This follows having completed Phase I research with Stanford in 2008 - 09 using a CEC ESIG PIER grant of $95,000 that ZERE was awarded. At Stanford, they were able to prove their technology of zero-emission-renewable-energy (ZERE) production, using biomass waste in a fuel reactor with a solid state reaction that produces energy and no green house gas emissions. Their goal is to partner with biomass waste producers to install and run independent energy generation plants fueled by the partner's biomass waste (e.g. urban waste, forestry waste, etc.).Comments - Add a Comment
Micromidas, the 2009 Air Water & Waste category winner and a runner-up for the national prize, recently scored $3.6 million in a Series A funding round. The Davis, California-based company converts carbon from wastewater into strong bioplastics. While the company participated in the 2009 competition, they steadily progressed with their technology and building out their company. With this new funding from Alex Millar and other angel investors that represent the plastics and packaging industry, the company is keeping very busy. I caught a few moments with CEO John Bissell to ask him about how things are going.
Katie Roberts: How did this funding opportunity come about?
John Bissell: We were approached by our investors out of the blue. It wasn’t through our extended network. It was basically a marketing driven find -- they found us through various articles written about us and by talking to people. They heard about what we do and contacted me directly. I’ve put in a lot of work to build a network in Silicon Valley and it surprised me that they weren’t part of our network. That’s rare though; obviously the network still matters.
KR: What's the biggest thing you've learned about trying to get funding, as a startup?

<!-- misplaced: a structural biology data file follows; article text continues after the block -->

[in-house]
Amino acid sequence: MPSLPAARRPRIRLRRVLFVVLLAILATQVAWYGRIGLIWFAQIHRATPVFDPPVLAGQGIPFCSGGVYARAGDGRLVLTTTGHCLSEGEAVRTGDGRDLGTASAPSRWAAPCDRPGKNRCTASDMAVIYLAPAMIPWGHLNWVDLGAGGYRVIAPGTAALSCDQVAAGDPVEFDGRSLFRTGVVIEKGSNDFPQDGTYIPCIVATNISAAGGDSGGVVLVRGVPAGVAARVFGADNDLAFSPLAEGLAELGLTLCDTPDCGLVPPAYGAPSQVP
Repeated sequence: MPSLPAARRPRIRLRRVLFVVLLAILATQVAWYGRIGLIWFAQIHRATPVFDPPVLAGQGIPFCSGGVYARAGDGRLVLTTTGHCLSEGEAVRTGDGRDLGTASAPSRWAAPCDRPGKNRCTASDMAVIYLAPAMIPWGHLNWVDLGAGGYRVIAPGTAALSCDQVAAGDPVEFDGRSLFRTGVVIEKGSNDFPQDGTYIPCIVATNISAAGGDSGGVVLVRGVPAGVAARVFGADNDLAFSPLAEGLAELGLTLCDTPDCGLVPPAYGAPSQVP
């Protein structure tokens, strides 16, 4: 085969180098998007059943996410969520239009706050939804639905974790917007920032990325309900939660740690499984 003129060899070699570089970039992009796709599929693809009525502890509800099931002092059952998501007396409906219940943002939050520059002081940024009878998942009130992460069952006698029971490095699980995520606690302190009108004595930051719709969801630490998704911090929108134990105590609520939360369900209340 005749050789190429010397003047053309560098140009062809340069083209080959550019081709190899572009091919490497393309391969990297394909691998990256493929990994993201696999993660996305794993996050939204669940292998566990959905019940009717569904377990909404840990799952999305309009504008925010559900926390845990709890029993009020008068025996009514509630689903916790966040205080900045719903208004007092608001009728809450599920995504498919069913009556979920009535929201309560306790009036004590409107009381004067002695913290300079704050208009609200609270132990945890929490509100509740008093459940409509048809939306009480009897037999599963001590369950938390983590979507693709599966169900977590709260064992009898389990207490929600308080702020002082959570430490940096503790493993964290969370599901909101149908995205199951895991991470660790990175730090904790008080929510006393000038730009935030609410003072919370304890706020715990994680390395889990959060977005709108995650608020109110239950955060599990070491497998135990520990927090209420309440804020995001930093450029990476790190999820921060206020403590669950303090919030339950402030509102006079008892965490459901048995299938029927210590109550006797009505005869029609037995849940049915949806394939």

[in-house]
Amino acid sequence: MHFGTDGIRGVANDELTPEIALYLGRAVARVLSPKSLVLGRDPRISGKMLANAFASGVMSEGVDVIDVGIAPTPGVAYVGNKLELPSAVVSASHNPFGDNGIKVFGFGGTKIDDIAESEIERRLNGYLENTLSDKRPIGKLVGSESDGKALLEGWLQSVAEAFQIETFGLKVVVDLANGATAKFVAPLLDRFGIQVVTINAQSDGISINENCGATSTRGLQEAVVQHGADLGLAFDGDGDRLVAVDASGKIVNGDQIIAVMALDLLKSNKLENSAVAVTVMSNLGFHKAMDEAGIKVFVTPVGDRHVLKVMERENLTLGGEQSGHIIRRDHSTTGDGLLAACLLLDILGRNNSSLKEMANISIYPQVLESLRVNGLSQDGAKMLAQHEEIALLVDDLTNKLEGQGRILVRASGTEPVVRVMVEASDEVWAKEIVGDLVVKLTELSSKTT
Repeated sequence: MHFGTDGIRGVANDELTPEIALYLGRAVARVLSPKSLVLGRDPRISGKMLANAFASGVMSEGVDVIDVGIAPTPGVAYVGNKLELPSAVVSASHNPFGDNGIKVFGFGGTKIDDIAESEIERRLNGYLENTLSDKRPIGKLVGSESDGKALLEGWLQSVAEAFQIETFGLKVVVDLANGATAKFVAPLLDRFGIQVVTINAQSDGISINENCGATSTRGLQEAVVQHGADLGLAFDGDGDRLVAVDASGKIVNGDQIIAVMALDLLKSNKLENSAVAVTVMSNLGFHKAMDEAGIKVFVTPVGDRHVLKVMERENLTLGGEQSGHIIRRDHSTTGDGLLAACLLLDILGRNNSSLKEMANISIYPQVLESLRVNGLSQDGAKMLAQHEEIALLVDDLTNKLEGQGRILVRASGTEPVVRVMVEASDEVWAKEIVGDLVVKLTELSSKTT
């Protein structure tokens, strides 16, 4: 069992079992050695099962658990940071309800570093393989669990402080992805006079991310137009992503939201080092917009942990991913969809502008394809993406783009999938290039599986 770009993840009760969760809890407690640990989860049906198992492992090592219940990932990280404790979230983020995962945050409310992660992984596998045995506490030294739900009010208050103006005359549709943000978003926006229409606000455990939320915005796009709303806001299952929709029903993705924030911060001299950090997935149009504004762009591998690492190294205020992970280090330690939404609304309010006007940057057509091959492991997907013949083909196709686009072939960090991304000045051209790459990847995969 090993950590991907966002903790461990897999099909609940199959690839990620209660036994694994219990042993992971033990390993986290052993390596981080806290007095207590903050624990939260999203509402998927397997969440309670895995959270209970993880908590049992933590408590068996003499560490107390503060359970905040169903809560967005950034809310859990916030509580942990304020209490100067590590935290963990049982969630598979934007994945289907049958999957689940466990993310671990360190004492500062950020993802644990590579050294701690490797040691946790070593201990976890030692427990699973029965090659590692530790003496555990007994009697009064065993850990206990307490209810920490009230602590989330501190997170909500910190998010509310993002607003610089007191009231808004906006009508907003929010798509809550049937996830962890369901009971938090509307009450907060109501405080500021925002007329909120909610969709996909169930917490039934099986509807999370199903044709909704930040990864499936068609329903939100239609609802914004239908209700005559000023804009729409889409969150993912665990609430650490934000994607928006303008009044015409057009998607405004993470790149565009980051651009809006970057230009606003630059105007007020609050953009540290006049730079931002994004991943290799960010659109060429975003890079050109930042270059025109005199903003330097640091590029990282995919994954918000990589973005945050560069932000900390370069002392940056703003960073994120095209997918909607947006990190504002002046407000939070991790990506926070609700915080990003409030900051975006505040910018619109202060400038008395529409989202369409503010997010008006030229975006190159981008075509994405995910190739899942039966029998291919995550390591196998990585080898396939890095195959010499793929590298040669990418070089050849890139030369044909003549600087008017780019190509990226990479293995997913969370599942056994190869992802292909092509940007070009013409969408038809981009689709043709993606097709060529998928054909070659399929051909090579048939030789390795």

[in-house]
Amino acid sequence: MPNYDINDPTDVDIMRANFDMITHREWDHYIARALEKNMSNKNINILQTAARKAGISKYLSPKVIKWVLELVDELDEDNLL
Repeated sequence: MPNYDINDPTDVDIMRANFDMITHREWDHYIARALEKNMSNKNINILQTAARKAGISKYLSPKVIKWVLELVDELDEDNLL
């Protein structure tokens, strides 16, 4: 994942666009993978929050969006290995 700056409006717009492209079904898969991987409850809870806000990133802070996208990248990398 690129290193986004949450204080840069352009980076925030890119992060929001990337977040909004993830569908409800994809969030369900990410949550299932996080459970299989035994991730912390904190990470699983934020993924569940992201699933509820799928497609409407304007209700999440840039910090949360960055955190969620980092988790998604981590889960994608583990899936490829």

JB: Every investor is different. Frequently investors are thought of as just the venture capitalist side, taking an equity slice. They’re thought of as having all the same expectations. If you have a pitch, then you create it to be whatever a generic VC would want to see. But individual VCs have different strategies for their 5 and 10 year funds. They have different expectations, different domain expertise, [and] different ways of working with their partners. So you need to have an understanding of the strategy of the investor. You can hone the pitch perfectly for what they’re looking for. It’s all about that one conversation. Getting that hook really matters.
KR: What advice would you offer to other companies that are startups looking for funding?
JB: It’s really easy to forget about everything else when you’re raising money. My family always says that having money is like breathing -- when you have it you don’t notice it, but when it starts to get short, it’s the only thing you ever think about. When you’re a startup raising money it feels like that’s the only thing that matters. In reality it’s not. I was personally raising money full time for six months. I didn’t do anything else. If my team had frozen for any time during that period then we wouldn’t have made it. We wouldn’t have been able to keep going as a company. But we would be way behind if we hadn’t been able to raise money. So having at least one a partner [beyond yourself] is critical. You need one person to run and develop the business with the technology. And you need one person raising money, because it’s a full time job.
KR: What's next for Micromidas, with this funding? Any interesting plans for the next few months?
JB: We just put a kilo scale unit online that’s 50 to 100 liter. It demonstrated the process, which was exciting and we got really good results. In the next two months we should have a pilot scale unit up and operating. That’s our core focus right now.
KR: Are you hiring anyone with that new funding?
JB: We are hiring! We just gave out and signed five offer letters in the last two weeks, and we’re going to sign three more in the next month. We’re hiring at a relatively rapid pace. We were looking at our headcount and determining that we had to fill 8-12 slots, and that meant we had to find seven people not currently in our network. That just sounded so brutal. It takes time to find talent. And it matters not just how good the person is and what their experience is, but how they fit into the team. We were really lucky because four [people] popped up with exactly [the skills] we were looking for, so that was really great.